How to throw a kick ass conference people will love.
When Rich and I decided we were going to throw our own conference, we agreed on a few rules:
- No greasy pizza, no hotel ballrooms, no swag bags
- No pitches from stage, no product demos
- No professional speakers, and no paying people to speak
Sounds easy, right? Well, technically it is “easy” to put on a conference. Anyone can do it. But maybe that’s the reason most conferences really suck these days, because everyone is having their own “-Con” for their own brand and not really for the benefit of the attendees. UserConf is an odd duck in this conferency world because it’s not about us, it’s about our attendees. What do they want? What did they like the last time? What did everyone complain about that we need to fix? We work very hard behind the scenes to make UserConf the kind of conference you forget is a conference, because you’re so distracted by the fun and information.
So if you’re thinking you want to throw your own amazingly authentic, informative, fun, and kick-ass conference, here’s some things we do to make UserConf what it is:
We overwhelm and surprise our attendees. We do this in a few ways. First, we have really cool venues! We rented a pier in San Francisco once, another time we rented the Scholastic Auditorium, another time we actually bought a freaking zoo for the day. (Note: not the best idea, in retrospect.) This year, we rented stages at the historic Second City Theater, and even hired their team to lead an improv class for our attendees.
Beyond the cool venues we choose, we also have good food. Omelette bars for breakfast, lunch that represents the local scene (again, bad if you’re at a zoo!), afternoon snacks like frozen yogurt and gourmet donuts. The food you serve represents a huge part of an attendee’s experience – do you want them to experience greasy pizza boxes flopping over folding tables in a lobby? Or Chicago-style deep dish pizza served fresh out of the oven, or dim sum from the top rated Chinese restaurant in Manhattan? Yes, good food costs more, but cheap food is a cheap experience.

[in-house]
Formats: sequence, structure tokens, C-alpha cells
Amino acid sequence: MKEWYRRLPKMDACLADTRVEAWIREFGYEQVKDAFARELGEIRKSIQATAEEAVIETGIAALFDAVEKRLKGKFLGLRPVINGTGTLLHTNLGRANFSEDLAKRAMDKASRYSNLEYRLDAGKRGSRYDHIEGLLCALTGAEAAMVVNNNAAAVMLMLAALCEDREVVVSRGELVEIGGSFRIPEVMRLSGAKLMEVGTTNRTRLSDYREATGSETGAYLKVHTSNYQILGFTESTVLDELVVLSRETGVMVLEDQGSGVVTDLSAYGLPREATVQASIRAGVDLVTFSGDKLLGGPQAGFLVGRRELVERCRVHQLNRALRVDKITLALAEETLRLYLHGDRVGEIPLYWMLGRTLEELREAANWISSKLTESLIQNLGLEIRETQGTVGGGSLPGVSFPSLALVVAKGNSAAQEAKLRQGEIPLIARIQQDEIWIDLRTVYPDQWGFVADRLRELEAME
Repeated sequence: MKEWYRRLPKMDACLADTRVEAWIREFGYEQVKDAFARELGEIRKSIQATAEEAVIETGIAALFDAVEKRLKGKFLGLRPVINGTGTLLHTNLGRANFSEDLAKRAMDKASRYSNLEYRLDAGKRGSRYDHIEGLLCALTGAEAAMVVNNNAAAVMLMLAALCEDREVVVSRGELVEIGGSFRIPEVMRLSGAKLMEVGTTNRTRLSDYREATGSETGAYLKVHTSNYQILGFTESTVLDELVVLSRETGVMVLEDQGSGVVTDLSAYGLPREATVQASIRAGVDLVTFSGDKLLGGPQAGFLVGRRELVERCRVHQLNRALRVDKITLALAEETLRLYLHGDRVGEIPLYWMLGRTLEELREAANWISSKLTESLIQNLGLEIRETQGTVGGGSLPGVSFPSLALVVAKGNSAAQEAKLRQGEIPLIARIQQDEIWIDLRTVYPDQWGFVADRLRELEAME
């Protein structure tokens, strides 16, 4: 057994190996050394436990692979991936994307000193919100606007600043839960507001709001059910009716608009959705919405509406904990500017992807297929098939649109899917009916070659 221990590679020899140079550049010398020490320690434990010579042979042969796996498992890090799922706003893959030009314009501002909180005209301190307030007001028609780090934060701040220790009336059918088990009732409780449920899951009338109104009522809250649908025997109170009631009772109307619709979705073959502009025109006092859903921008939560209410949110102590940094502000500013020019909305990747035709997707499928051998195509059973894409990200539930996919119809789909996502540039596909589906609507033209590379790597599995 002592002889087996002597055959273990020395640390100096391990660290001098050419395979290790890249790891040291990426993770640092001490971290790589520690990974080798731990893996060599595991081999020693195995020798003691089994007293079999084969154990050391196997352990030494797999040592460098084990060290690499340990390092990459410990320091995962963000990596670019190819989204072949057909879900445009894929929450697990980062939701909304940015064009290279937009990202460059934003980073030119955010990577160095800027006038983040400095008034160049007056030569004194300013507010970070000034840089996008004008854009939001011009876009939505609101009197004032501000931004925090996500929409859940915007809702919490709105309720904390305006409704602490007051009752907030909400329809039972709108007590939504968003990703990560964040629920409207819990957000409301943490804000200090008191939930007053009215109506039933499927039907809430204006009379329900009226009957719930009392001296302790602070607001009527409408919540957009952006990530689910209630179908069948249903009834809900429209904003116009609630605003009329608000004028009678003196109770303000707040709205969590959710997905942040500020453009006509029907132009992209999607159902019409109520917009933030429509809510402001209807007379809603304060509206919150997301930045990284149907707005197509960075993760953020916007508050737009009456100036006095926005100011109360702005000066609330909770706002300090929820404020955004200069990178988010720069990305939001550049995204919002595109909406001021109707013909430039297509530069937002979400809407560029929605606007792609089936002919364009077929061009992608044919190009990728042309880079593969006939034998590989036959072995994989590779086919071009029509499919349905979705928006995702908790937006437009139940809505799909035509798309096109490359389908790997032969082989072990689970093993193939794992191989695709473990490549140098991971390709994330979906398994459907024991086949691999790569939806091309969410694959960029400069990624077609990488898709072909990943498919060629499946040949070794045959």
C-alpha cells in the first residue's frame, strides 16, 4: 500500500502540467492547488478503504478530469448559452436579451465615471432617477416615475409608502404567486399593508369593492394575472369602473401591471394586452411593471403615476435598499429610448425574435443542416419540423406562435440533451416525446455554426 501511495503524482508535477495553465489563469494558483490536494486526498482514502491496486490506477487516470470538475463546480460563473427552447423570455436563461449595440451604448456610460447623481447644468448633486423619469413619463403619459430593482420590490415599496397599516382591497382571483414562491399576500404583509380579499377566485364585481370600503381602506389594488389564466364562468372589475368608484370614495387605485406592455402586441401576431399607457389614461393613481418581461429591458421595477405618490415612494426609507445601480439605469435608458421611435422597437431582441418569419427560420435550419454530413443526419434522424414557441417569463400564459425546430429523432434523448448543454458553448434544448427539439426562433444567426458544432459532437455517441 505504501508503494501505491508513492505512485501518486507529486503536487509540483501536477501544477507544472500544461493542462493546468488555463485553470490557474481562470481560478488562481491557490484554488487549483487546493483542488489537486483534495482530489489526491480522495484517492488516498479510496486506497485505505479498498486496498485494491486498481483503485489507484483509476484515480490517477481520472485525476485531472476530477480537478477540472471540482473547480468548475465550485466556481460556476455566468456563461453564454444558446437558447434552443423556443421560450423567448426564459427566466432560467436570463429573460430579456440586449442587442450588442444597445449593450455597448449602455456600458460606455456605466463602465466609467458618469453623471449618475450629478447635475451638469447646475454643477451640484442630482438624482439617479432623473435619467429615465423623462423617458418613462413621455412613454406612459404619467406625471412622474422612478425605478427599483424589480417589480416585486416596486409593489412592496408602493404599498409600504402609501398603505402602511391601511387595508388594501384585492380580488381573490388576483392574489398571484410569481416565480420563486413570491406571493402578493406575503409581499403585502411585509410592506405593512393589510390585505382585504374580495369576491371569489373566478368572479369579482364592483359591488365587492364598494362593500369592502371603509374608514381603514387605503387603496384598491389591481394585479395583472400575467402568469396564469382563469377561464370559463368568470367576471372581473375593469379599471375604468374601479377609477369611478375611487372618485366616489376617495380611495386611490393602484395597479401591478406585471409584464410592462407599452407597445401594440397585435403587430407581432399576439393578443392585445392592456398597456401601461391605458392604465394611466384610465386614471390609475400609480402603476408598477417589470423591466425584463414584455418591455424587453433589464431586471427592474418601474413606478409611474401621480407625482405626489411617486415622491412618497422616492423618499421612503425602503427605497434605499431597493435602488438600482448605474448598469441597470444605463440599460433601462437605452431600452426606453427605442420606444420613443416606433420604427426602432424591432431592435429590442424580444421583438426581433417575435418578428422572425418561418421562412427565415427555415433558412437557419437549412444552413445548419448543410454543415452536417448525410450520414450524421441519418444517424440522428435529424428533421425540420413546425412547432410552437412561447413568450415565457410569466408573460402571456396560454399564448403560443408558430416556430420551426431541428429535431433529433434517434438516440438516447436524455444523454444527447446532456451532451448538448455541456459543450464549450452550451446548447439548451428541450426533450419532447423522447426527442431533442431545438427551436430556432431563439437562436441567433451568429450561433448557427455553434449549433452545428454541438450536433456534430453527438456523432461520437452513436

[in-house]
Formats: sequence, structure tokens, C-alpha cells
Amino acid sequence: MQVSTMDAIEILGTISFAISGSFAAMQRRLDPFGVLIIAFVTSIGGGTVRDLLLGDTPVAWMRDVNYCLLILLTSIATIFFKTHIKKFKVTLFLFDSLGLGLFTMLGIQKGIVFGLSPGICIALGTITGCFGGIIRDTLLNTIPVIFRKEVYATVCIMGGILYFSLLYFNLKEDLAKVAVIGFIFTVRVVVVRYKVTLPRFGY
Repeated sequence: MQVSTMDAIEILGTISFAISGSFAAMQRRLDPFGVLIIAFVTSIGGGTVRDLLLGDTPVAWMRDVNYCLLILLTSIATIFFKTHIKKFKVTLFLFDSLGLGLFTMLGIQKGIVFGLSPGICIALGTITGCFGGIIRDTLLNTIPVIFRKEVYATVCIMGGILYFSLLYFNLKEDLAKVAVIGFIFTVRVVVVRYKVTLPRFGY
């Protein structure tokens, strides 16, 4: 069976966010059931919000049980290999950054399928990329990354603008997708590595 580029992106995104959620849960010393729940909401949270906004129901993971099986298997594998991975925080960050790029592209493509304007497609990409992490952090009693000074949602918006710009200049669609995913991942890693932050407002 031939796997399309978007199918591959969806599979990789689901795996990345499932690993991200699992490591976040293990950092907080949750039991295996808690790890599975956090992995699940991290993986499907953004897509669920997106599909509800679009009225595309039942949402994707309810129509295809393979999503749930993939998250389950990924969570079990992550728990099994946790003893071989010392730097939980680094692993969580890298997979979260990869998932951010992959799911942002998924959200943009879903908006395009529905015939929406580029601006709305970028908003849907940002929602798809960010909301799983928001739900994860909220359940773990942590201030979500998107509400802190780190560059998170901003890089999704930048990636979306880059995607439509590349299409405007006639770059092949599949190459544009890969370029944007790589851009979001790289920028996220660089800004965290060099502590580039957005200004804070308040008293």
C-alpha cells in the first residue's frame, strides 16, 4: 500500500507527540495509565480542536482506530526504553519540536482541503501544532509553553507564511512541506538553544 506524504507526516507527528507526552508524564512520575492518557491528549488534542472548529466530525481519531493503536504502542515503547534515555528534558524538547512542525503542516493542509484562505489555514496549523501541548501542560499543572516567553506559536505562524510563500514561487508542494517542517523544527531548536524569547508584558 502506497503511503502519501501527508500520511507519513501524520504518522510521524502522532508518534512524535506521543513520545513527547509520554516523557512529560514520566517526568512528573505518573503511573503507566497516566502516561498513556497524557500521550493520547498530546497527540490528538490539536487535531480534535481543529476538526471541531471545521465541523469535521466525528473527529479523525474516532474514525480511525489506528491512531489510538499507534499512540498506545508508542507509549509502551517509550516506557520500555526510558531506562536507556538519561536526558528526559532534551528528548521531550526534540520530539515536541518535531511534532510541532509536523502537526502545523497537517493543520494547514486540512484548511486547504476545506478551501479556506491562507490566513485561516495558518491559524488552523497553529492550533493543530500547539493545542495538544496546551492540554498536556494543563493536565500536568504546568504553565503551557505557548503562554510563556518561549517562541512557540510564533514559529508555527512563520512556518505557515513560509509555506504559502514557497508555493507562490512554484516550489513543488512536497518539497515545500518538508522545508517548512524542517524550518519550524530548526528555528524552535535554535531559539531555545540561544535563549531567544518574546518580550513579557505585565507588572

We also do this thing you may have heard about, because it seems to be more well-known than UserConf itself: Our infamous Concierge Team. At each conference, the CoSupport and UserVoice staff takes orders from the audience and brings them anything they want. Wait, what? Yes. Really:
Why do we do this? Well, why wouldn’t we do this?? People come to a conference to learn and grow in their industry and become better people ultimately, so why not reward them for that? Customer support and customer care roles are ridiculously thankless. They. Are. Thankless jobs. UserConf is a day where we get to reward, thank, appreciate, encourage, and uplift people who in those roles. So, you want a coffee from Starbucks? Done and done.